The single most important resource in the future will, without a doubt, be energy. Humanity’s energy needs have increased dramatically over the past couple of centuries and that trend will absolutely continue. We’re already experiencing an energy supply problem, as evidenced by our continuing reliance on nonrenewable fossil fuels. Energy storage is also becoming more of an issue as we attempt to move away from those fossil fuels. An electric car, for example, needs a heavy battery. More storage capacity equals more weight, which requires more energy to move — a catch-22. That problem extends to robots, which is why a team of researchers have developed a robot that feeds on metal and can navigate autonomously without a brain.
This technology was inspired by biological organisms, which are able to collect energy from their environment by eating. An animal doesn’t need to store a tremendous amount of energy in its body, because it can chow down whenever it needs to top off its energy reserves. The same is mostly true for traditional gasoline-powered cars. Your car doesn’t require a huge gas tank, because you can quickly fill up at any gas station along your route. But charging batteries takes a relatively long time and infrastructure is lacking. The latter is a problem that is being addressed in the transportation industry, but not for robots. A robot navigating far away from its “home” has no easy way to recharge its batteries. This robot, developed by University of Pennsylvania researchers, can continuously recharge by “eating” metal in its environment, like a whale collecting krill.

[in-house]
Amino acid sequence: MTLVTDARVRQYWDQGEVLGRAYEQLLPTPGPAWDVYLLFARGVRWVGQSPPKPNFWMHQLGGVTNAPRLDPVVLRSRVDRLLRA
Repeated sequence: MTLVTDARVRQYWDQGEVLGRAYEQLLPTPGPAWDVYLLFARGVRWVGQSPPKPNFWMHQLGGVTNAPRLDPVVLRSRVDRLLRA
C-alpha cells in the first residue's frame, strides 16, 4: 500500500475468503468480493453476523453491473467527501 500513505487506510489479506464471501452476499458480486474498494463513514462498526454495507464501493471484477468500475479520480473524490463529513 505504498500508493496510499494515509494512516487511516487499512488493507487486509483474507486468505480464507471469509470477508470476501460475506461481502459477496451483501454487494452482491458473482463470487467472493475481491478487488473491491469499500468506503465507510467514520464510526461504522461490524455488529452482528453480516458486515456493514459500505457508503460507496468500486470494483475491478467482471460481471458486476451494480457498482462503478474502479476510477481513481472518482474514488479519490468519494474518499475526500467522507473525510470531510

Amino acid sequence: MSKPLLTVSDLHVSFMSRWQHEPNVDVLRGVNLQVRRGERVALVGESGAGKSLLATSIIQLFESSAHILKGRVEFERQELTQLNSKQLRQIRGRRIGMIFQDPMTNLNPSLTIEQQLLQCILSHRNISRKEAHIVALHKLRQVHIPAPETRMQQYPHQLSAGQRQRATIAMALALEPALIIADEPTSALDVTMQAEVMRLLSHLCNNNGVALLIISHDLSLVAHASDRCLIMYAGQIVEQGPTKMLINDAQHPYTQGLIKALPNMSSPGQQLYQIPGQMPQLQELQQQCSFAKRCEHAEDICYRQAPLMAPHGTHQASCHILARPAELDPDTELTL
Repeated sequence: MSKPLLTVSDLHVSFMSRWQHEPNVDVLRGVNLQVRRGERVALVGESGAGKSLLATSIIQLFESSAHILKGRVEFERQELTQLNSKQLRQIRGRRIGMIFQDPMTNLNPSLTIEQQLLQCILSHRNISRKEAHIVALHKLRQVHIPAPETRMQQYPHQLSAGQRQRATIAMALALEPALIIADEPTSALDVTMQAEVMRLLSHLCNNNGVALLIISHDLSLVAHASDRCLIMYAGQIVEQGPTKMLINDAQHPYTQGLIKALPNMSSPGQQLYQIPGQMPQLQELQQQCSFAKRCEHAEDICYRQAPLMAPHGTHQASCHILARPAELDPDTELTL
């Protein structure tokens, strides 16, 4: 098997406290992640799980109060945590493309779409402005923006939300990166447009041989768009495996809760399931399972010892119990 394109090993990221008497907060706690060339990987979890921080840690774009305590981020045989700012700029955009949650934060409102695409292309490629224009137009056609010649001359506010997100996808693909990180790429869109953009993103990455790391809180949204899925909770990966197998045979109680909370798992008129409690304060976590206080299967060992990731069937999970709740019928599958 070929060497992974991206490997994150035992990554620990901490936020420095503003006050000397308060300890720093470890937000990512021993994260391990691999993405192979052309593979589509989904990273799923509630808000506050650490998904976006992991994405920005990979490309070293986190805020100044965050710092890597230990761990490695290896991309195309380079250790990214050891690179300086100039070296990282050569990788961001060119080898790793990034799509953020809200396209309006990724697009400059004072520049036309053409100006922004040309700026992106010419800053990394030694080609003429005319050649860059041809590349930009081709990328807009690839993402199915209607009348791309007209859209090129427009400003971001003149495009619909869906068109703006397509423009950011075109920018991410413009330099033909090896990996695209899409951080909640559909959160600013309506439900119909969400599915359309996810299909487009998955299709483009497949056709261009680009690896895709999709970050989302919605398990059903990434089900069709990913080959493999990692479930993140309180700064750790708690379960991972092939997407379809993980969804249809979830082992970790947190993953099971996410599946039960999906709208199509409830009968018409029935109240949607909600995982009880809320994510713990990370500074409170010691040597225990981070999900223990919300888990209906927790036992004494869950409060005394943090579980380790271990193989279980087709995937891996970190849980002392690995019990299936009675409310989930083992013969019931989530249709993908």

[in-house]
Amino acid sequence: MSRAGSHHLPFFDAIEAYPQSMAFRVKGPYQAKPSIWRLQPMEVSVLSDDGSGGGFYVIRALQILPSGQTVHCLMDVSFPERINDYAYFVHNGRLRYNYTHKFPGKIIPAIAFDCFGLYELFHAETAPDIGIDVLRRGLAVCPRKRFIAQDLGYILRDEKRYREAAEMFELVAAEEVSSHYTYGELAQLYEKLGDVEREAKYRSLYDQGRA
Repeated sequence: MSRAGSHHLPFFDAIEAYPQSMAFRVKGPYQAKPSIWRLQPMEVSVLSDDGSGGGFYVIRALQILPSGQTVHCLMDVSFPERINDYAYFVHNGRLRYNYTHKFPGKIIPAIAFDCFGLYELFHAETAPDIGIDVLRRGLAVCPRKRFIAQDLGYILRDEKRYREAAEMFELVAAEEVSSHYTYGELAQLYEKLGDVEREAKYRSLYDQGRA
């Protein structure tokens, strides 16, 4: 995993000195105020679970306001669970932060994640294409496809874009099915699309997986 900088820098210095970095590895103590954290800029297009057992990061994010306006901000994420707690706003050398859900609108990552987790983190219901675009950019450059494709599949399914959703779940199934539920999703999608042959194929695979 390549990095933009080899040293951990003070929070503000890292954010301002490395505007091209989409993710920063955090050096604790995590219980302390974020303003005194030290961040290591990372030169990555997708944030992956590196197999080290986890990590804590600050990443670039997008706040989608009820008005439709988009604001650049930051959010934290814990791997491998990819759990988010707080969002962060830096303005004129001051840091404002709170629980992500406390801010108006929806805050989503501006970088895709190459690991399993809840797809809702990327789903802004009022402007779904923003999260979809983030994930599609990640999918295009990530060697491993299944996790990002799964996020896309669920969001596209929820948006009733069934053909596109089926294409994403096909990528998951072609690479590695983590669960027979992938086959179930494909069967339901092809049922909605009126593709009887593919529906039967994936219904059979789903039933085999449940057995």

This robot harvests energy from metal using environmentally controlled voltage sources (ECVS), which break and reform chemical bonds to generate a small current. The robot’s ECVSs can produce electricity from aluminum that it drives on, for example. More interestingly, it can do that autonomously without any computer “brain.” By driving two wheels with two ECVS units, but crisscrossed, the robot will automatically steer itself to stay on the aluminum sheet. If one EVCS leaves the aluminum, it will stop producing electricity. That means the electric motor on the opposite side will no longer spin, which forces the robot to turn back towards the aluminum until the EVCS is producing electricity again. This is analogous to jellyfish, which do not have brains. They only have a very rudimentary distributed nervous system. But, as with this robot, that is enough to continue moving and collecting food. This research could eventually result in robots that can operate autonomously and indefinitely.